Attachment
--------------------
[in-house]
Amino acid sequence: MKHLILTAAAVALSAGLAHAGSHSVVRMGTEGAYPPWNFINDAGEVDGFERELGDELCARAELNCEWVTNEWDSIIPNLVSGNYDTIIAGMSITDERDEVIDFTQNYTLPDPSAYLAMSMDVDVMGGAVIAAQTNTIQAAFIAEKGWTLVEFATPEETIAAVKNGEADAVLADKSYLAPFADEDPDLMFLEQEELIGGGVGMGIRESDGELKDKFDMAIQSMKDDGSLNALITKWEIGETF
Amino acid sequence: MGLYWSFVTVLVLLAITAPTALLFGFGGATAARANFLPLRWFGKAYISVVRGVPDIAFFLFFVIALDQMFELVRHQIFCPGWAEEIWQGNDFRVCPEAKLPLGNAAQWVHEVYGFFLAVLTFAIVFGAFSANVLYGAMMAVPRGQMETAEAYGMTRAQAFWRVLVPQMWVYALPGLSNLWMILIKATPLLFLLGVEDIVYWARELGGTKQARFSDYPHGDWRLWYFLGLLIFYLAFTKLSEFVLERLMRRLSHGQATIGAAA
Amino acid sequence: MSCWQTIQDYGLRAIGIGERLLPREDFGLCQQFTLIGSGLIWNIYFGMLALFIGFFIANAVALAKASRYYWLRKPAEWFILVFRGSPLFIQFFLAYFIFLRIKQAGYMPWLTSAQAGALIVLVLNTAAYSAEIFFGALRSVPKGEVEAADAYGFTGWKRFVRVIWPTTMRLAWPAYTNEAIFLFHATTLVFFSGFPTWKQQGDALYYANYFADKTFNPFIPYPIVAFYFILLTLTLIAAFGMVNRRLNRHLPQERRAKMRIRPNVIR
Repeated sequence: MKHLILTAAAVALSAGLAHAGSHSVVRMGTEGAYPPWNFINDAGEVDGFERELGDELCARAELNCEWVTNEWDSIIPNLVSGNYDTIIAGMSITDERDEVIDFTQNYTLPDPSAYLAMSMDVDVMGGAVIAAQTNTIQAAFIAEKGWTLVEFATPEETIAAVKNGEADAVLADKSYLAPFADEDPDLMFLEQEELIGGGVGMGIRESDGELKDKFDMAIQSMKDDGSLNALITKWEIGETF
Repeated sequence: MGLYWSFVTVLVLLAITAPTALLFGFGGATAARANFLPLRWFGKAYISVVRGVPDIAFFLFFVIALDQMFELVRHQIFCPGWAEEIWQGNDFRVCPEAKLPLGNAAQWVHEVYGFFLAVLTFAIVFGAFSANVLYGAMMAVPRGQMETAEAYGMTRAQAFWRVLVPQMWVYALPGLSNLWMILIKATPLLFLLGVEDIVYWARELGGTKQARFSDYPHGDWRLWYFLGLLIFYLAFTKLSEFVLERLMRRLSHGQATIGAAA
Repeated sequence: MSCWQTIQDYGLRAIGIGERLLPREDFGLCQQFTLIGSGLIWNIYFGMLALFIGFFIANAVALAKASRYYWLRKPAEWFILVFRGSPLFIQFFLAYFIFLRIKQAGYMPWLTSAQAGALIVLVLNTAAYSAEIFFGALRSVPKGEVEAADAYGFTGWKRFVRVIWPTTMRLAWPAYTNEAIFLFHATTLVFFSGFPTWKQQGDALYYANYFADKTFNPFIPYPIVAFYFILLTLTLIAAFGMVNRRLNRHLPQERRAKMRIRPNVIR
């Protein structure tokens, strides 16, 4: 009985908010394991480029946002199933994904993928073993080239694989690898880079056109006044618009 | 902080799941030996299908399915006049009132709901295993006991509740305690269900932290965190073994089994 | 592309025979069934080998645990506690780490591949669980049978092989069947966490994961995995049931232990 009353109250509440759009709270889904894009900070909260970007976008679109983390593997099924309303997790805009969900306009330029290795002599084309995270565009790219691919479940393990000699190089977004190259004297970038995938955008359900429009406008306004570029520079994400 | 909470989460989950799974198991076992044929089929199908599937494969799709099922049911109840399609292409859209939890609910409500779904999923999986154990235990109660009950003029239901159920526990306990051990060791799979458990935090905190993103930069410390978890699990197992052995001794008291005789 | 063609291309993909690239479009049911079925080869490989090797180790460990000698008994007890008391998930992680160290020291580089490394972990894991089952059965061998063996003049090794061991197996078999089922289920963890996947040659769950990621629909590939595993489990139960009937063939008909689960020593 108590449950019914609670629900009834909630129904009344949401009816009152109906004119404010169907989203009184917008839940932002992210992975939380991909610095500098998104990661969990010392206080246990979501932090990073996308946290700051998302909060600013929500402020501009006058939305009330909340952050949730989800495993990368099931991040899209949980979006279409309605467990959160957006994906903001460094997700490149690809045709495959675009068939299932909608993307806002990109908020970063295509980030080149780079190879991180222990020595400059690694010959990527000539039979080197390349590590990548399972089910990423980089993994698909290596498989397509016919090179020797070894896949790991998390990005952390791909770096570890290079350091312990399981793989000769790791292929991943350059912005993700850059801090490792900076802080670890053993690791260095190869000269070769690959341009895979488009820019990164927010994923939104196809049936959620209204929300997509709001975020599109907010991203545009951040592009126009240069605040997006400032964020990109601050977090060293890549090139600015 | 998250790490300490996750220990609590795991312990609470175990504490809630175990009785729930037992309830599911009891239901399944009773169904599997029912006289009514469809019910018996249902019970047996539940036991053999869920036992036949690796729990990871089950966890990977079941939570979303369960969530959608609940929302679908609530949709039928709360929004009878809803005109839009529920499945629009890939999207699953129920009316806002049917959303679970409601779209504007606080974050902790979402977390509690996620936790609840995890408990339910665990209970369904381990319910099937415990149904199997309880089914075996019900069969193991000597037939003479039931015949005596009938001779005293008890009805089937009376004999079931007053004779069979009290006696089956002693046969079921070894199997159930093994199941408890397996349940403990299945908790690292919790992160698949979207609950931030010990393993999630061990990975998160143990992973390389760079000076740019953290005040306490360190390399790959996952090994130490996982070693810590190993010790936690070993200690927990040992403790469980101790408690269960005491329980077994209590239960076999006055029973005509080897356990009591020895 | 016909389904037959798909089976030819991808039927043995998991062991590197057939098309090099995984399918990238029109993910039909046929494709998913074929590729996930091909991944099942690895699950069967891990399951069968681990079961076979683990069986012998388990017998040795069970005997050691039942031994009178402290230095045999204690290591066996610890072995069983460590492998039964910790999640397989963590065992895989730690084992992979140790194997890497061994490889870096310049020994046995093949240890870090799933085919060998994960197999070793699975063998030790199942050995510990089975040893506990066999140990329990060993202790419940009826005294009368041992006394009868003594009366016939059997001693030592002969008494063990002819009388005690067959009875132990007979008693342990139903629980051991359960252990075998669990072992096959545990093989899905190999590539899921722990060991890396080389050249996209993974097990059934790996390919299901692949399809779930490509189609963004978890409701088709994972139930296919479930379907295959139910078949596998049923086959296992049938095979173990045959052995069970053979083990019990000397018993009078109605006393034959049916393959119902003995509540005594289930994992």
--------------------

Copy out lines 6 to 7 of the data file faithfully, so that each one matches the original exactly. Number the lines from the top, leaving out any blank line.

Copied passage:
Repeated sequence: MGLYWSFVTVLVLLAITAPTALLFGFGGATAARANFLPLRWFGKAYISVVRGVPDIAFFLFFVIALDQMFELVRHQIFCPGWAEEIWQGNDFRVCPEAKLPLGNAAQWVHEVYGFFLAVLTFAIVFGAFSANVLYGAMMAVPRGQMETAEAYGMTRAQAFWRVLVPQMWVYALPGLSNLWMILIKATPLLFLLGVEDIVYWARELGGTKQARFSDYPHGDWRLWYFLGLLIFYLAFTKLSEFVLERLMRRLSHGQATIGAAA
Repeated sequence: MSCWQTIQDYGLRAIGIGERLLPREDFGLCQQFTLIGSGLIWNIYFGMLALFIGFFIANAVALAKASRYYWLRKPAEWFILVFRGSPLFIQFFLAYFIFLRIKQAGYMPWLTSAQAGALIVLVLNTAAYSAEIFFGALRSVPKGEVEAADAYGFTGWKRFVRVIWPTTMRLAWPAYTNEAIFLFHATTLVFFSGFPTWKQQGDALYYANYFADKTFNPFIPYPIVAFYFILLTLTLIAAFGMVNRRLNRHLPQERRAKMRIRPNVIR